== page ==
Clumps of green blades dotted the flowerbed. Some of the leaves obviously belonged to crocus and hyacinths that were soon to blossom. Other clumps belonged to either daffodils or mystery lilies. I wouldn’t know for sure until the daffodils sent up stems and buds.
This flowerbed had looked completely dead when the winter snow melted. Then the first small green shoots pushed their way up through the cold, wet ground. I marveled at this miracle despite having seen it happen each spring of my life. How tenacious the small bulbs were! How badly they wanted to live! How inconceivable it was that they were able to wake up and start growing again after having been frozen solid for months on end!
Flower bulbs were not the only things growing in the yard. Swollen red buds tipped the maple tree branches. Despite a chilly spring, leaves were sure to follow soon. Blades of grass in the lawn were pushing up through last year’s brown thatch. The lawn mowing people were sure to follow soon, too.
I went to sit in a chair on the deck to muse the endlessness of household bills. My daughter Tammie was sitting at the table across from me. She looked up from her phone as I complained, “In the winter I pay for snow to be removed from the driveway and buy fuel for the furnace. In the summer I don’t pay for those things, but then I pay for someone to mow the lawn and have higher electric bills for using the air conditioner.”
Having her own household and bills, Tammie nodded sympathetically as I whined, “The air in the house is too dry in the winter from running the furnace, so I bought a humidifier to stop painful static shocks. Then in the summertime there’s too much humidity in the air causing things to rust in the basement so I bought a dehumidifier!”
Tammie shrugged and said, “That’s just the yin and yang of life.”
Turning to look at her I questioned, “Does everything in this world have an opposite.” I mentally ran down the list; life and death, good and evil, heaven and hell, day and night, love and hate, in and out, up and down, wet and dry.
Yin and yang is a fundamental concept of ancient Chinese philosophy where all things exist as inseparable but contradictory opposites. The myth states that yin and yang were born of chaos when the universe was first formed and are represented by two drops contained within a circle, one drop black and the other white. Each has a drop of its antithesis. Harmony occurs when a correct balance is reached between the yin and yang.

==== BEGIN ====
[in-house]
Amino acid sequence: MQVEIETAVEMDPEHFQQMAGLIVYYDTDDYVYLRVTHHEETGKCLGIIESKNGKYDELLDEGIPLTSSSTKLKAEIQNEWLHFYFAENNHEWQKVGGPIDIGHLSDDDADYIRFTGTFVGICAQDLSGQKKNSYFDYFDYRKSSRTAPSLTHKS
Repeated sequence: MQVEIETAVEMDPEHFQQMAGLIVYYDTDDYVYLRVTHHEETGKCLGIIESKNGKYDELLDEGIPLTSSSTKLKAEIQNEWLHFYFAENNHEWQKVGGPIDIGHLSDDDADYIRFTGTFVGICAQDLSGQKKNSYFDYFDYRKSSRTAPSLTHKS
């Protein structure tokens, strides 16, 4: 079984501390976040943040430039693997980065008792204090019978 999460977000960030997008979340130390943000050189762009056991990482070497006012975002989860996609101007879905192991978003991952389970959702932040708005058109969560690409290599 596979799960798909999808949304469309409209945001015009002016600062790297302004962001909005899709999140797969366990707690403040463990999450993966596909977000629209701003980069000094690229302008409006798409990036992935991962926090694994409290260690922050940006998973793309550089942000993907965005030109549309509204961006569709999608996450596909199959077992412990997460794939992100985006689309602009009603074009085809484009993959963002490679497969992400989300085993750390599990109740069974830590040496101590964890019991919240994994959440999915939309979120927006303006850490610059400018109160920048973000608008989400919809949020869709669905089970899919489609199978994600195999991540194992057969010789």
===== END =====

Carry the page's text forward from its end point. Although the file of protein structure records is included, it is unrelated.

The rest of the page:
Playing the part of the devil’s advocate, I asked Tammie, “How does rich and poor fit the philosophy? No one ever feels rich. No matter how much money a person has they’ll usually want more. Beautiful and Ugly? Some of the most beautiful people I’ve ever meet feel ugly. Too wet and too dry? That depends on what crop you’re growing; rice and cranberries need paddy fields while okra and sweet potatoes need dry soil.”
“Now you are just being silly.” My daughter admonished.
Nodding, I pointed out, “Think about the sad state of our world. We have wars, pandemics, famines, climate change, race, gender and hatred. If yin and yang were born of the chaos of the newly formed universe, what’s going to be born of the current chaos?”
Leaning back in my chair, I listened to a robin sing. From my neighbor’s yard I heard the liquid trill of a red winged black bird. A busy breeze rustled the top boughs of the pine trees behind my house.
Taking a picture of the daffodil in a vase on the table, Tammie suggested, “Maybe all that’s wrong with the world is that the balance between love and hate is out of whack. Chaos is a symptom of imbalance.”
Enjoying the peaceful moment, I closed my eyes, felt the joy of the warm sun, my daughter’s company, and love for this old, dinged up world. I responded, “So many problems would be solved if everyone treated those around them the way they themselves want to be treated. God have mercy on us. May He bless the peacemakers.”